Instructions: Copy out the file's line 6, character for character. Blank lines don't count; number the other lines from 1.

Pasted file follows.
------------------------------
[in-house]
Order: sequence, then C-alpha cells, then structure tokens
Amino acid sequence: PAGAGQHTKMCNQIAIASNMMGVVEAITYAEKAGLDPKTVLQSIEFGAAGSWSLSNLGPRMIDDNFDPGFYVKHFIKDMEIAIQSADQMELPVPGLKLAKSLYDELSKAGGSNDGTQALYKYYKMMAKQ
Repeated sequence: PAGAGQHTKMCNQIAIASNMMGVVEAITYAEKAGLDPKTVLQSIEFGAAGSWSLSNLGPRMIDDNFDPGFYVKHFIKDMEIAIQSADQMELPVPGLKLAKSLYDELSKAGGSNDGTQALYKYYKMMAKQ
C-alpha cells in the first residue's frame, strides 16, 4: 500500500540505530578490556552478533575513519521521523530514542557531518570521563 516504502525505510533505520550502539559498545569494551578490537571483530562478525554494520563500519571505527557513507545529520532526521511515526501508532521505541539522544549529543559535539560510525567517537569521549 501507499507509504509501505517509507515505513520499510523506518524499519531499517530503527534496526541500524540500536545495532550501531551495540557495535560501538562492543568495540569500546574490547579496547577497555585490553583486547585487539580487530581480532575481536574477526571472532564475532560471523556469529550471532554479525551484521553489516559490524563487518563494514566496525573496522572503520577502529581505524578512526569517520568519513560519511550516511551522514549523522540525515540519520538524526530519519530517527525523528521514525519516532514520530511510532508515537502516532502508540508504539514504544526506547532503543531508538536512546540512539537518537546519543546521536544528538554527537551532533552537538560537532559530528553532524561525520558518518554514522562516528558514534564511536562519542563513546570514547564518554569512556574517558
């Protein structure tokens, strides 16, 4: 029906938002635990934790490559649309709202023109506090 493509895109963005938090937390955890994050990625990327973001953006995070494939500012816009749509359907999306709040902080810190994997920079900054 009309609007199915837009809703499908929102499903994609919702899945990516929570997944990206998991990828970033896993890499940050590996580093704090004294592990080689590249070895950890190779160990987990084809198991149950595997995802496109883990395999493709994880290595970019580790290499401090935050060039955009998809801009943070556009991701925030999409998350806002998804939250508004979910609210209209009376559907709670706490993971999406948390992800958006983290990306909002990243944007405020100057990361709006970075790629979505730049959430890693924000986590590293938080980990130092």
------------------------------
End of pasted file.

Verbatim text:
């Protein structure tokens, strides 16, 4: 029906938002635990934790490559649309709202023109506090 493509895109963005938090937390955890994050990625990327973001953006995070494939500012816009749509359907999306709040902080810190994997920079900054 009309609007199915837009809703499908929102499903994609919702899945990516929570997944990206998991990828970033896993890499940050590996580093704090004294592990080689590249070895950890190779160990987990084809198991149950595997995802496109883990395999493709994880290595970019580790290499401090935050060039955009998809801009943070556009991701925030999409998350806002998804939250508004979910609210209209009376559907709670706490993971999406948390992800958006983290990306909002990243944007405020100057990361709006970075790629979505730049959430890693924000986590590293938080980990130092």